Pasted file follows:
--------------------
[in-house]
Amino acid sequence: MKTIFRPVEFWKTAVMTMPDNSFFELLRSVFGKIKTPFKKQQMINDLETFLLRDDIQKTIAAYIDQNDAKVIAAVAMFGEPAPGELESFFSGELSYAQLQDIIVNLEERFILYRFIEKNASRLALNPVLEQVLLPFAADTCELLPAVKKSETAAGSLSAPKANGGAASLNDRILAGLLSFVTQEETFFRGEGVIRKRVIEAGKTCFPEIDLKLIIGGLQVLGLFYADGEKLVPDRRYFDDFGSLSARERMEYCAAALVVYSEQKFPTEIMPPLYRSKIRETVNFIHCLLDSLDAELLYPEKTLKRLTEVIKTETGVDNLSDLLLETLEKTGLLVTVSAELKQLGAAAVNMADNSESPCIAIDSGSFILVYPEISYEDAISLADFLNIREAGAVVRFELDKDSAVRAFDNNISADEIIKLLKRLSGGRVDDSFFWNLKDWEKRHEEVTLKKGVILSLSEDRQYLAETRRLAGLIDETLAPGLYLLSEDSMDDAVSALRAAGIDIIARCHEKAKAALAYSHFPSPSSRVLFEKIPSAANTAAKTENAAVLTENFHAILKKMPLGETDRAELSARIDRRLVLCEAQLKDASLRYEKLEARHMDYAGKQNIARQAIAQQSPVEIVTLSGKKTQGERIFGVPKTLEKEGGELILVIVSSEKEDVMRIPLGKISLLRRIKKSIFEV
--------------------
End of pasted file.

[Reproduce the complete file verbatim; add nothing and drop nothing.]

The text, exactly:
[in-house]
Amino acid sequence: MKTIFRPVEFWKTAVMTMPDNSFFELLRSVFGKIKTPFKKQQMINDLETFLLRDDIQKTIAAYIDQNDAKVIAAVAMFGEPAPGELESFFSGELSYAQLQDIIVNLEERFILYRFIEKNASRLALNPVLEQVLLPFAADTCELLPAVKKSETAAGSLSAPKANGGAASLNDRILAGLLSFVTQEETFFRGEGVIRKRVIEAGKTCFPEIDLKLIIGGLQVLGLFYADGEKLVPDRRYFDDFGSLSARERMEYCAAALVVYSEQKFPTEIMPPLYRSKIRETVNFIHCLLDSLDAELLYPEKTLKRLTEVIKTETGVDNLSDLLLETLEKTGLLVTVSAELKQLGAAAVNMADNSESPCIAIDSGSFILVYPEISYEDAISLADFLNIREAGAVVRFELDKDSAVRAFDNNISADEIIKLLKRLSGGRVDDSFFWNLKDWEKRHEEVTLKKGVILSLSEDRQYLAETRRLAGLIDETLAPGLYLLSEDSMDDAVSALRAAGIDIIARCHEKAKAALAYSHFPSPSSRVLFEKIPSAANTAAKTENAAVLTENFHAILKKMPLGETDRAELSARIDRRLVLCEAQLKDASLRYEKLEARHMDYAGKQNIARQAIAQQSPVEIVTLSGKKTQGERIFGVPKTLEKEGGELILVIVSSEKEDVMRIPLGKISLLRRIKKSIFEV